Freeman's leadership should smooth over any problems Clemson might have with inexperience elsewhere on the line. For most of the season he'll be Clemson's unsung hero, and the foundation of an offense that once again, no defense will want to face this year.
This unit, though, nearly sabotaged the season. In a way it did, with that 70-point debacle on the big stage; Clemson, frankly, appeared to just roll over and watch the West Virginia players roll with impunity to the end zone. It cost DC Kevin Steele his job, and Clemson enters this season with a new man in charge of the defense.
Up front, there's precious little experience, with only one upperclassman - DE Malliciah Goodman - playing anywhere on the defensive line. Goodman was overshadowed last year by some excellent players and didn't rack up anything resembling gaudy stats, but he'll have to be the leader this year. Of the rest of the group, DT DeShawn Williams is the grizzled old veteran of the bunch;a sophomore who played in all 14 games last year and started one. Despite the struggles of the defense, the D-line shined in 2011, and this year it will almost certainly take several steps backwards.
Part of the fallout from the terrible showing in 2011 was that Corico Hawkins, a two-year starter at middle linebacker, got shuffled to the weak side where Jonathan Willard is the incumbent. That makes room for sophomore Stephone Anthony to take over the middle; Anthony was a five-star recruit in 2011 and showed some real flashes of that talent last season. The strong-side guy is the underproductive Quandon Christian, who will begin the year as the starter but may not finish it that way.
At safety, it's a three-way rotation. I listed Rashard Hall as a starter at neither position, but Clemson lists him as the "or" starter at both free and strong safety, and the truth is he'll probably end up with the most snaps of any of the three. Hall was last year's leading tackler, and you know what they say when a safety is your leading tackler. He, Xavier Brewer, and Jonathan Meeks make up the safety rotation, and all are seniors. Clemson's cornerbacks are unremarkable; Bashaud Breeland and Darius Robinson each started about half of last season's games, and they're not terrible but not going to blow anyone away, either. Most of Clemson's interceptions last year came from the more talented safeties.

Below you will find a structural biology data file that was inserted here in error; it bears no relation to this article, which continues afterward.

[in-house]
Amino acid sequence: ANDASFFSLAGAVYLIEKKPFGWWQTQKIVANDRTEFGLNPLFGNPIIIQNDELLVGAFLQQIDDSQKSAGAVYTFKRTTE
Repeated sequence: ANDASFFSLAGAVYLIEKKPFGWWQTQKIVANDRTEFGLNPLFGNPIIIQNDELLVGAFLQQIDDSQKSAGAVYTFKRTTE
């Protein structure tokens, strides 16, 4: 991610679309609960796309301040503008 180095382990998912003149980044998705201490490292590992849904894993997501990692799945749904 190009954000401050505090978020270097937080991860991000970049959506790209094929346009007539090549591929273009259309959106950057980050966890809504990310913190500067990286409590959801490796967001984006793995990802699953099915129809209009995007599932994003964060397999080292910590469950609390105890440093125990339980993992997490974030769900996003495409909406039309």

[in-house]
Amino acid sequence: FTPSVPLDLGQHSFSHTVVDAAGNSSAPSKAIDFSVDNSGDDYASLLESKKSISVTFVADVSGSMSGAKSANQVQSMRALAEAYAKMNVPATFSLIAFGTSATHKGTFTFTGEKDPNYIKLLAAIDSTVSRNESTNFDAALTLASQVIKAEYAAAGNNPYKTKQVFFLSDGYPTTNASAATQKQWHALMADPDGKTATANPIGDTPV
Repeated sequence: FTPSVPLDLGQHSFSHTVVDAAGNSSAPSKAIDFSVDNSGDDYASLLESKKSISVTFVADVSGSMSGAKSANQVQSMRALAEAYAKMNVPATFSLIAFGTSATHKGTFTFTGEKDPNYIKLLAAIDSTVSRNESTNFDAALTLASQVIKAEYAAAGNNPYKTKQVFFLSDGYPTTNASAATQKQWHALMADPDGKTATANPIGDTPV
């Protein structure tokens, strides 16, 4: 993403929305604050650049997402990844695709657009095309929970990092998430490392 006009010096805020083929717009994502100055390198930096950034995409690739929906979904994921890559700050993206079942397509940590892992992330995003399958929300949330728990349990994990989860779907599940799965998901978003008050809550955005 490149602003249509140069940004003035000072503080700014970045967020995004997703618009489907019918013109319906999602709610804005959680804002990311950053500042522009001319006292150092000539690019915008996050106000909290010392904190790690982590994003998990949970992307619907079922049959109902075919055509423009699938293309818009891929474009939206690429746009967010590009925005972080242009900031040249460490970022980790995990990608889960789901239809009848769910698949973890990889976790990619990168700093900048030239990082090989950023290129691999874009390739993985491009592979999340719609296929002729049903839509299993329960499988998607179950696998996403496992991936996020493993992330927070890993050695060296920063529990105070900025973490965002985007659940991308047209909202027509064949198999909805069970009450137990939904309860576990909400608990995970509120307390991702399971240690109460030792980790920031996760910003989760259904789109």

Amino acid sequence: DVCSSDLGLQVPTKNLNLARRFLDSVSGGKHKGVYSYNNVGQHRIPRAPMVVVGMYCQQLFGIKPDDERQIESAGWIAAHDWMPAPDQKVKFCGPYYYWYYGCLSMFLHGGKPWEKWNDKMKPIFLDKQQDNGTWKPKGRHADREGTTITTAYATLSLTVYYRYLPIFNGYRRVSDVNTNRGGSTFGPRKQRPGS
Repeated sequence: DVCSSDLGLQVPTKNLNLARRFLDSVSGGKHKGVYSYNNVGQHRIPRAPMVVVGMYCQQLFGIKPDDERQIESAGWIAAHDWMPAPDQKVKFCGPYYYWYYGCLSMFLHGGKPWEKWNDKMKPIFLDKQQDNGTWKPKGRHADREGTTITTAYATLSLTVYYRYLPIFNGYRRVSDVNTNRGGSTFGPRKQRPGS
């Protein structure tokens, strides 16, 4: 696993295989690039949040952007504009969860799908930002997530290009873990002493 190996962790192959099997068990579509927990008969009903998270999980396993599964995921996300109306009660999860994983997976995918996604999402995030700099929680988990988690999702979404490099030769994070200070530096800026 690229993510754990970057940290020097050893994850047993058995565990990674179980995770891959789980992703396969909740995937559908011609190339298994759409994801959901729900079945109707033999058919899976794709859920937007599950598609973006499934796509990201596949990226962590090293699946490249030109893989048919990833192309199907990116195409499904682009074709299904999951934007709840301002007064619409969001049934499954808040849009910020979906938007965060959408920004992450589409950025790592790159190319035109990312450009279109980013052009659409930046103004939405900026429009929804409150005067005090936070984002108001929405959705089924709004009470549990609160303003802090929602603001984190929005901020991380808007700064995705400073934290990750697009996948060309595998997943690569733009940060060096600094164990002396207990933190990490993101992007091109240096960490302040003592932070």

Obviously, this unit has to get better. The West Virginia debacle wasn't the only problem game for Clemson's defense; they nearly lost to 2-10 Maryland and gave up 45 points in the process. There were some bright spots, like holding VT to a measly field goal, but almost all the talent departed from the line, and neither of the other two units have any stars. It's not likely the defense will distinguish itself much this year; if they can be "good enough" that's probably the best they can hope for.
Sammy Watkins is a touchdown threat as a kick returner and averaged 25 yards a return, but Clemson got very little from DeAndre Hopkins on punt returns. Chandler Catanzaro gives the Tigers quality placekicking, but there'll be a new punter this year; like with Boston College, Spencer Benton is a fifth-year senior who's spent his whole career behind a long-time starter.
Despite the presence of an extremely talented Florida State team, anything short of the division title will be a disappointment for Clemson. They're good enough on offense to get there, and they have maybe the league's best combo of skill players: a workhorse running back, a top-notch quarterback, and a pair of wide receivers that nobody can cover. But they'll only go as far as the defense will take them. That defense is good enough to make sure Clemson goes to a very good bowl, but at some point it'll probably trip up and put their ACC title hopes at risk.